Medicine is one of the most integrated professions, with Arab Israelis, Jews, and Russians all working side by side. My primary care physician is a Dr. Riyan Jihad, and he took off for the beginning of Ramadan. I'm pathetically unaware of who's Jewish, etc, so I can't tell you if I would have chosen a different doctor in the beginning, but I always come home saying, "Wow, he's so nice." (Not, because he's Muslim, because he's nice compare to other doctors.) The radiologist who administers Gili's BERA" is a Muslim women and I look forward the seeing the fun colored outfits she wears, though I don't know how she can stand the heat of the hospital in her thick head-to-toe garments. Many of the nurses are Muslim, especially on the Sabbath. The patient rooms are also mixed and if you want to see many different cultures all being treated with the utmost care and respect, the hospital is the place to be. The only reason I care is because I only speak English, and less Arabs and Russians do. It gets lonely when there are three patients to a room with all their visitors and no one I can talk to. When we were first admitted I was blessed to be stationed next to a wonderful English speaking family from our city. I was very new in town and they introduced me to many of the friends I have today. We still keep in touch.
Even though it is socialized medicine, you can still pay for upgrades in your plan or private insurance. You usually don't have to wait as long to see a doctor as in the U.S. and paying for private insurance doesn't really change that. It's more about the perks than the quality of care. If I need to see a specialist in a hospital or outside our plan, it costs me about $7 for a “Form 17”, but we already reached our max of around $30, so we don't have to pay. I filled out a form with my credit card and now they will fax the forms wherever and whenever I need them. The receptionists in Israel are not like the gatekeepers of American doctors. They are friendly and helpful. They make appointments and help with paperwork, but they don’t have anything to do with keeping you from seeing or talking to the doctor. If I call and say, “Dr. Finkleshtien please,” I get to talk to her. They have been unbelievably helpful through all that we have been through. Anytime I say I had trouble making an appointment because of my lack of Hebrew or anything, they help me.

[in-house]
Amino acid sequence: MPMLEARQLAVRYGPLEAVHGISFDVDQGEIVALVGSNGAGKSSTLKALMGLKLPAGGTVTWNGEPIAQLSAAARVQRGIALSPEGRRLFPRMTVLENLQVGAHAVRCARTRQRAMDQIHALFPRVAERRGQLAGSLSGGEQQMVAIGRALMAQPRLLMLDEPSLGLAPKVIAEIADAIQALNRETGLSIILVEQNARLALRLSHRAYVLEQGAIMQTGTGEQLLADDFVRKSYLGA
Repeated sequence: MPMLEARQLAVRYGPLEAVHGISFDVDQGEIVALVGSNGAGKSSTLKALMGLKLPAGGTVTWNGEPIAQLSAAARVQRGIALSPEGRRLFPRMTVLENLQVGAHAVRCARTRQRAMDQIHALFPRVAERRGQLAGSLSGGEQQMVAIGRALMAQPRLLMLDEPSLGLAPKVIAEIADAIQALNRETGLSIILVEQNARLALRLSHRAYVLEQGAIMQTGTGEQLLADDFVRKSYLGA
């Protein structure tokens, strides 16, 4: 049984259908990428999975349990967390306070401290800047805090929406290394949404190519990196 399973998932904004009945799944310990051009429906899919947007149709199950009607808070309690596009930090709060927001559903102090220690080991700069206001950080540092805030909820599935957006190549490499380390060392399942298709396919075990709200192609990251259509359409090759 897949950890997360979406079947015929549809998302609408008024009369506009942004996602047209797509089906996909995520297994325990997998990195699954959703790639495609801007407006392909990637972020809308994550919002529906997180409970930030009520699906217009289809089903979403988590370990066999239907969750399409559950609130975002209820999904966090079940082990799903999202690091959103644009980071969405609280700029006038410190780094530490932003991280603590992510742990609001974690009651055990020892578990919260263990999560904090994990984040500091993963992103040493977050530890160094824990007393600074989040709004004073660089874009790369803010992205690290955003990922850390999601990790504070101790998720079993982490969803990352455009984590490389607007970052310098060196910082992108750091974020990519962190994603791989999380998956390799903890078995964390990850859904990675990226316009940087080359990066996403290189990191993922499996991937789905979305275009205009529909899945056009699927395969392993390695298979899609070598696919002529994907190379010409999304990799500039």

In Israel you sit directly outside your doctor’s door within the “kupot cholim” health clinic and just have to convince the other patients when it’s your turn. There is no receptionist or nurse who calls you. There is a list of appointments, but there are always people who try to get in without an appointment. They eventually get in by convincing another patient of the severity of their illness or of the briefness of their request, “I JUST need…” At the pediatrician I can leave my boxing gloves at home, but I still need to sit as close as possible to the door and be ready to shove my stroller in as soon as it’s our turn.
Doctors don’t have separate offices for examining patients and giving patients bad news. The exam table is in the office and you don’t have to take of all your clothes and lay down for every little thing. Usually the doctor will just walk around the desk and look in your throat. You enter and give the doctor your “magnetic card.” They slide it through the slot next to their keyboard and can pull up all your medical records, labs, and even see upcoming appointments in the hospital or with specialists. I can see the same information if I log in from home, or take my card to a self-serve kiosk in the kupat cholim. They look like self-serve movie or plane ticked stations.
Many doctors, including my physician and doctors in the hospital go by their first names. The workweek is Sunday-Thursday or Friday morning, but don’t try to get anything done in a hospital on Thursday, because people are already getting into a Friday mindset.
Israeli’s don’t have the same respect for administrators and “gatekeepers” (secretaries and other people who keep you from where you want to be or who you want to talk to.) We’re one big family and people will argue with a pharmacist or clerk like your worst argument with a brother or sister, but they can be laughing together a minute later. It is hard to handle, because I am more sensitive to what feel like evil looks or criticism. And because everyone feels like family, I have lots of “friendly” advice to look forward to as Gili’s developmental delays become more noticeable.